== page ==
September 4, 2003
I just finished a draft of an encyclopedia entry about “artificial intelligence.” It’s for the Routledge Encyclopedia of Narrative Theory and so, of course, it deals with how AI relates to narrative. Following Jill’s example, I have posted this draft in case anyone has comments on who I might have slighted, how I might have misrepresented AI, etc. I’d be greatful for any comments. It is as long as it can be, though, so I will have to cut things out if anything else is to go in there!
Revised: Thanks for your comments! I have replaced the first draft with the copy that I just submitted. (nm, 7 Sep 2003)
Artificial intelligence and narrative
Entry for The Routledge Encyclopedia of Narrative Theory
Artificial intelligence (AI) attempts to understand intelligence and to implement computer systems that can learn, reason, and make intelligent decisions. Philosophy, linguistics, and psychology are all involved in AI; computer science has had a central role. AI has dealt with narrative almost from the beginning. Narrative production and understanding are interesting types of intelligent behaviour; organizing stories into narrative may also be essential to human cognition (Schank 1990), a topic that scholars of *narrative intelligence consider. Conversational characters are one system at the intersection of AI and narrative. Other relevant systems are those that generate narratives, either by simulating an environment and what happens in it or by selecting which events will occur based on models of plot or character. Some of what has been learned in these systems has been employed in interactive systems, including interactive drama systems.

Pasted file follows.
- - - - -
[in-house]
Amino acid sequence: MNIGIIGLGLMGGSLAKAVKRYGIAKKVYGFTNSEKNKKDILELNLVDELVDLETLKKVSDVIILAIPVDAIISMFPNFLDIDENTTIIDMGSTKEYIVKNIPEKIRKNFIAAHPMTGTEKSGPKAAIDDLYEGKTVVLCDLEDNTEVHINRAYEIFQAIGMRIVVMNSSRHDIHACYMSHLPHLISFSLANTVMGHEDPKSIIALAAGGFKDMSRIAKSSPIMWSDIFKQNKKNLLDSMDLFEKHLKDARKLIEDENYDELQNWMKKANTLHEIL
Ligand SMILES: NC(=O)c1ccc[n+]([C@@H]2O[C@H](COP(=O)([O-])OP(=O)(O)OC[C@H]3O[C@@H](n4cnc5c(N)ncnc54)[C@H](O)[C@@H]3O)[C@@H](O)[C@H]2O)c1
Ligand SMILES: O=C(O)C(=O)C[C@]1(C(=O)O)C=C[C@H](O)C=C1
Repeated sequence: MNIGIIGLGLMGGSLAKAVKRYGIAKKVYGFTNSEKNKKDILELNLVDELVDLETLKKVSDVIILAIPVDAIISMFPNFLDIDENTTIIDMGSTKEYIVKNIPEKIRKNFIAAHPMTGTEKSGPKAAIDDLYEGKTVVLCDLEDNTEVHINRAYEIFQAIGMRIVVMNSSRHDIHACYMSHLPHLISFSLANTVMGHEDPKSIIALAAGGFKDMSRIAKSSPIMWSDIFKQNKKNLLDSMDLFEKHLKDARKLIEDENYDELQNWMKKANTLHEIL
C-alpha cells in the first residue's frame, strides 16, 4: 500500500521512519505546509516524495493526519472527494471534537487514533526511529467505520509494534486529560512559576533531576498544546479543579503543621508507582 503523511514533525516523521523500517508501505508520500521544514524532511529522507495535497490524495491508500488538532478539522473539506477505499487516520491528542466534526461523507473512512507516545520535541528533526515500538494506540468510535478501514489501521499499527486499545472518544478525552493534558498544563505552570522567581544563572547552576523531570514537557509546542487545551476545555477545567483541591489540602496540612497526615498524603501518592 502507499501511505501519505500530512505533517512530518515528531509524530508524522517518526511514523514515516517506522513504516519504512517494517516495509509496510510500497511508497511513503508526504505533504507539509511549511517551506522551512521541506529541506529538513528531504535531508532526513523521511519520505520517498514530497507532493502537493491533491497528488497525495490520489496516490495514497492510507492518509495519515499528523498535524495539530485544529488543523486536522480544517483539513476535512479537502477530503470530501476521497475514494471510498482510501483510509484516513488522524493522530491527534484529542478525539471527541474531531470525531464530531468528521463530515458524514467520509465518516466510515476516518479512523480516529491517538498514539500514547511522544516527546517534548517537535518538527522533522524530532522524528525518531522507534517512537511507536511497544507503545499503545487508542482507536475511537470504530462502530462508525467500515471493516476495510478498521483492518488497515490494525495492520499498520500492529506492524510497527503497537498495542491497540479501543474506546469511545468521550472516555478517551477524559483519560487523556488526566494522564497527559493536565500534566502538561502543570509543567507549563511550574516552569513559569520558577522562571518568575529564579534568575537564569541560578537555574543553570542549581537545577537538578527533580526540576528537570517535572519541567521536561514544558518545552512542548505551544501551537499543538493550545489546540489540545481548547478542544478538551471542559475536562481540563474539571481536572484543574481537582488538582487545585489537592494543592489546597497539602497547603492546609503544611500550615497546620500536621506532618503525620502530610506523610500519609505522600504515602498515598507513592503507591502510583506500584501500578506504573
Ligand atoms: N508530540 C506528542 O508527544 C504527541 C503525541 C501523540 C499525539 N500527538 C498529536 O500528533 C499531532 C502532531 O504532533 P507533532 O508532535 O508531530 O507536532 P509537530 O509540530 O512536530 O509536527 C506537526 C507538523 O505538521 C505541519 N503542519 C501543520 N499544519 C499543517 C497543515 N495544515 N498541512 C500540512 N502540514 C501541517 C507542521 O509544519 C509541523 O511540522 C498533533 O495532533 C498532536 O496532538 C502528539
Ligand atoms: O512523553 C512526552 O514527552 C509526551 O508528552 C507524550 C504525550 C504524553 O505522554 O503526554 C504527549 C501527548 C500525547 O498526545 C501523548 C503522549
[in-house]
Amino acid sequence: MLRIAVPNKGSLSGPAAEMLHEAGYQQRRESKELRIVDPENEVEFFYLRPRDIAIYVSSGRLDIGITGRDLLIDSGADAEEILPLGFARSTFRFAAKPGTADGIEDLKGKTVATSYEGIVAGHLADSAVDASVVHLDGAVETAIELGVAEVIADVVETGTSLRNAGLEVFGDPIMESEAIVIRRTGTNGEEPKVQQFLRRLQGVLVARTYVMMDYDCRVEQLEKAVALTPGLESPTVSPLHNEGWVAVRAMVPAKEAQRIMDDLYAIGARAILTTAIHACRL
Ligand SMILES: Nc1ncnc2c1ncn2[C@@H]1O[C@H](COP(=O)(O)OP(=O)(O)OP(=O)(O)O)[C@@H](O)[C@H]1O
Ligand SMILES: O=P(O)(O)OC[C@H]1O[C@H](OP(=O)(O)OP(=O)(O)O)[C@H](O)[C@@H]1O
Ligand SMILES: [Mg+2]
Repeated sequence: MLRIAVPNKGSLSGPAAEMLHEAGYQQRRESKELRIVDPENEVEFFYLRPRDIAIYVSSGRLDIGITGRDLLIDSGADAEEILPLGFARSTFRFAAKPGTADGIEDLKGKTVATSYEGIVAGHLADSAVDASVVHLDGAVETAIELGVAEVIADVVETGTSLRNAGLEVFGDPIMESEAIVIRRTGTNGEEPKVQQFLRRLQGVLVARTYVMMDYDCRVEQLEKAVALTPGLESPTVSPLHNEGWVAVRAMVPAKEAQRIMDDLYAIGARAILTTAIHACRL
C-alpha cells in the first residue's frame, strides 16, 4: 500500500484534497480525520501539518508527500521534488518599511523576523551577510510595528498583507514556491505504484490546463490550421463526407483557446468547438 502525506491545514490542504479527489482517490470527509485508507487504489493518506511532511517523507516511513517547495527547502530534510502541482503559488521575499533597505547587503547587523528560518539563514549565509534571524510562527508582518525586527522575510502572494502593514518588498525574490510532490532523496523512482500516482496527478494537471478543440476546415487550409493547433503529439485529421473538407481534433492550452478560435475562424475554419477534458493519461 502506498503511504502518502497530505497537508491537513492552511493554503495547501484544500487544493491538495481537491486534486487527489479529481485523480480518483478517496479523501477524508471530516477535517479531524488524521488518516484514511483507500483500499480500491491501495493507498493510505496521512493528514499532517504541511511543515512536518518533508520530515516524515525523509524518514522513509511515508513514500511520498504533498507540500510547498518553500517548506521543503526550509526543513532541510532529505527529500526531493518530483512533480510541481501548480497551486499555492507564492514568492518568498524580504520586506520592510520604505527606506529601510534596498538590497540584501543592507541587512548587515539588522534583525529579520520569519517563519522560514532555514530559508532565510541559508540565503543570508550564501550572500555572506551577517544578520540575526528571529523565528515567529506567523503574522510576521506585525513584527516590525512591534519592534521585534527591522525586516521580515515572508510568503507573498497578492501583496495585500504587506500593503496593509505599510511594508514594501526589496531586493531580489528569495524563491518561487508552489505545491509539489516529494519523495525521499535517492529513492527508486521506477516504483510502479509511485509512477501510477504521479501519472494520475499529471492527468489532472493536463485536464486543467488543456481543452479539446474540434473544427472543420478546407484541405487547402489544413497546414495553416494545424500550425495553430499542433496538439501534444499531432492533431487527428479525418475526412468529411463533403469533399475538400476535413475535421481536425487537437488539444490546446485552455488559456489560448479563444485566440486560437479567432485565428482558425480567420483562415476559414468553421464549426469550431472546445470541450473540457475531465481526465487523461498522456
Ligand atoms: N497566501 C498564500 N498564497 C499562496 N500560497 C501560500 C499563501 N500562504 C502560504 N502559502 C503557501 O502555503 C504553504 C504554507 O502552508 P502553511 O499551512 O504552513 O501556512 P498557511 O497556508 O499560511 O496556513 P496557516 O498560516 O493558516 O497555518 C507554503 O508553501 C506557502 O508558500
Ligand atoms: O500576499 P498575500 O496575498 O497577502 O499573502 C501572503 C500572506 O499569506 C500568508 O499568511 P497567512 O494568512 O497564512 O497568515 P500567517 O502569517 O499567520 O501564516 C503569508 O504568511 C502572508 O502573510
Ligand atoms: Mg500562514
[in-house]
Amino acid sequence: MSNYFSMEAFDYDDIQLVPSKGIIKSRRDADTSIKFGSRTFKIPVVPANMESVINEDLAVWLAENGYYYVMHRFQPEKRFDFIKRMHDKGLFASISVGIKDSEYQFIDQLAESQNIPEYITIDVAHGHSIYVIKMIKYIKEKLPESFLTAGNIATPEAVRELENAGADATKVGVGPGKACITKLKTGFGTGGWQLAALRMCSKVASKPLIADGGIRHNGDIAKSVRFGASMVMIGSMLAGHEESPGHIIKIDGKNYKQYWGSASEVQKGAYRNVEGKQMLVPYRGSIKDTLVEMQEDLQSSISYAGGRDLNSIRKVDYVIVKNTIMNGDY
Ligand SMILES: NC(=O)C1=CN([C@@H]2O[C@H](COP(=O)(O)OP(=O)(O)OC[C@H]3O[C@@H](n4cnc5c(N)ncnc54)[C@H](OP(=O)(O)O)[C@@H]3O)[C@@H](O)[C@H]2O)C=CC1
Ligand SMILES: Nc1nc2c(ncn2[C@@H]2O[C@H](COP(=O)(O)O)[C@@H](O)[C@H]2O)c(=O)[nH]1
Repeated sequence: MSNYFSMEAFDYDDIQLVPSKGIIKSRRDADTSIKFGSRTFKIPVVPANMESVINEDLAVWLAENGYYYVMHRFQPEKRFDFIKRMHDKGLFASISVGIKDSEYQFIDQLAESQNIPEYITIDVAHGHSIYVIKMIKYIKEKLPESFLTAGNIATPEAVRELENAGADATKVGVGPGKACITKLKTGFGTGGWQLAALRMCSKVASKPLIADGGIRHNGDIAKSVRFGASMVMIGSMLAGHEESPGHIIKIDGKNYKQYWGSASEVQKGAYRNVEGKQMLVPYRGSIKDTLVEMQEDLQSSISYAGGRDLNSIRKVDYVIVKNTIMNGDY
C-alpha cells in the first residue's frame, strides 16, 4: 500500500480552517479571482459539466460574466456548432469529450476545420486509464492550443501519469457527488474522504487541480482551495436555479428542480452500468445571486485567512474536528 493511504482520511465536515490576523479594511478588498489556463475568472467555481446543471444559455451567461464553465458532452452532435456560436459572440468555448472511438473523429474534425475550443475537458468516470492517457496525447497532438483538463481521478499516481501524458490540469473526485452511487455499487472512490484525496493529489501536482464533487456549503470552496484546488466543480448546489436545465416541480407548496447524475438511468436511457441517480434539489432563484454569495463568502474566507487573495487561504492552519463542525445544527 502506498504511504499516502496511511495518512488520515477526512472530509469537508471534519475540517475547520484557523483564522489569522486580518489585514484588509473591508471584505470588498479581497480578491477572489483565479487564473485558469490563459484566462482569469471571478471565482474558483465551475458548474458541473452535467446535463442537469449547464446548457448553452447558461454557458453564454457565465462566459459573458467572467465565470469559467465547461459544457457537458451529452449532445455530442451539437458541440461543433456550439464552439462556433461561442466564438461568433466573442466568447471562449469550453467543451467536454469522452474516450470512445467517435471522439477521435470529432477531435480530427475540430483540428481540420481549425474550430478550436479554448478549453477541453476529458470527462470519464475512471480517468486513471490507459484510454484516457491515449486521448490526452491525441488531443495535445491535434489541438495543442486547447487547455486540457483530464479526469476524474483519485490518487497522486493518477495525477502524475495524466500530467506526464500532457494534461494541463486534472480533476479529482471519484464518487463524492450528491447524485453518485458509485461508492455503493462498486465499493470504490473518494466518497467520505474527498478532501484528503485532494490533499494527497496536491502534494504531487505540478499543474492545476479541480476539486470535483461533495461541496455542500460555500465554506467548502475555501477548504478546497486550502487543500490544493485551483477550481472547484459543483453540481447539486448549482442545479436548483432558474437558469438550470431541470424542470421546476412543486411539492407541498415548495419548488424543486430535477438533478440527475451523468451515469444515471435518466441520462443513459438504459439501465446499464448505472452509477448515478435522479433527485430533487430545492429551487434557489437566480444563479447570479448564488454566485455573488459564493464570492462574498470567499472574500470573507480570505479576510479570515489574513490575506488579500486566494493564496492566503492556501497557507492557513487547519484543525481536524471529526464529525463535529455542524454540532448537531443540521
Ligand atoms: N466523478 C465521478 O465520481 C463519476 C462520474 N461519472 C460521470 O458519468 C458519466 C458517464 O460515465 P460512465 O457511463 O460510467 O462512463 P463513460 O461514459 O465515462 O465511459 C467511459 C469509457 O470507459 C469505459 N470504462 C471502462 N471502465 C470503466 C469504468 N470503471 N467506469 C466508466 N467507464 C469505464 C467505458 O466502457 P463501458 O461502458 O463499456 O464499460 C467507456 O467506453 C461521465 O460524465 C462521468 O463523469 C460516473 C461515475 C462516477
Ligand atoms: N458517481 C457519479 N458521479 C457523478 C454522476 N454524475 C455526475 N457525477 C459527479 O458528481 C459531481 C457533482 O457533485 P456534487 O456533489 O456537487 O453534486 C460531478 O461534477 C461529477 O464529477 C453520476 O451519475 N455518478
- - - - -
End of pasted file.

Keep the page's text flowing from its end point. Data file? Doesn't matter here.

The term ‘artificial intelligence’ was coined in 1955. Arthur Samuel had already written a program that played checkers against itself and learned to play at the championship level. *Computer games have remained important to AI research and applications. One early and perhaps archetypal AI system in a different domain was the General Problem Solver (GPS) developed by Alan Newell and Herbert Simon in the late 1950s; it proved mathematical theorems. The standard introductory text (Russel and Norvig 2003) provides good historical notes while describing the essential mathematical and computational techniques of AI.